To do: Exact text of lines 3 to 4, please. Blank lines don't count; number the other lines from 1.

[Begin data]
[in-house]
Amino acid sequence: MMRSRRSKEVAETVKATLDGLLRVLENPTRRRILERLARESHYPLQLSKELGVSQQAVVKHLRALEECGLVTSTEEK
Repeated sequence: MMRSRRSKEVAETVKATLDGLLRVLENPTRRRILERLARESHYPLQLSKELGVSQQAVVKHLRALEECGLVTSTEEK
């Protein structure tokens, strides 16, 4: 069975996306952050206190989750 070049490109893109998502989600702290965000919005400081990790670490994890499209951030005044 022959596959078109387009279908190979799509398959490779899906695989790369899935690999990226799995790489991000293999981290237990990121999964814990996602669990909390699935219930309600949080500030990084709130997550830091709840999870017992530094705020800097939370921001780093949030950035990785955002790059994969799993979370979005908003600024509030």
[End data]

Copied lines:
Repeated sequence: MMRSRRSKEVAETVKATLDGLLRVLENPTRRRILERLARESHYPLQLSKELGVSQQAVVKHLRALEECGLVTSTEEK
């Protein structure tokens, strides 16, 4: 069975996306952050206190989750 070049490109893109998502989600702290965000919005400081990790670490994890499209951030005044 022959596959078109387009279908190979799509398959490779899906695989790369899935690999990226799995790489991000293999981290237990990121999964814990996602669990909390699935219930309600949080500030990084709130997550830091709840999870017992530094705020800097939370921001780093949030950035990785955002790059994969799993979370979005908003600024509030």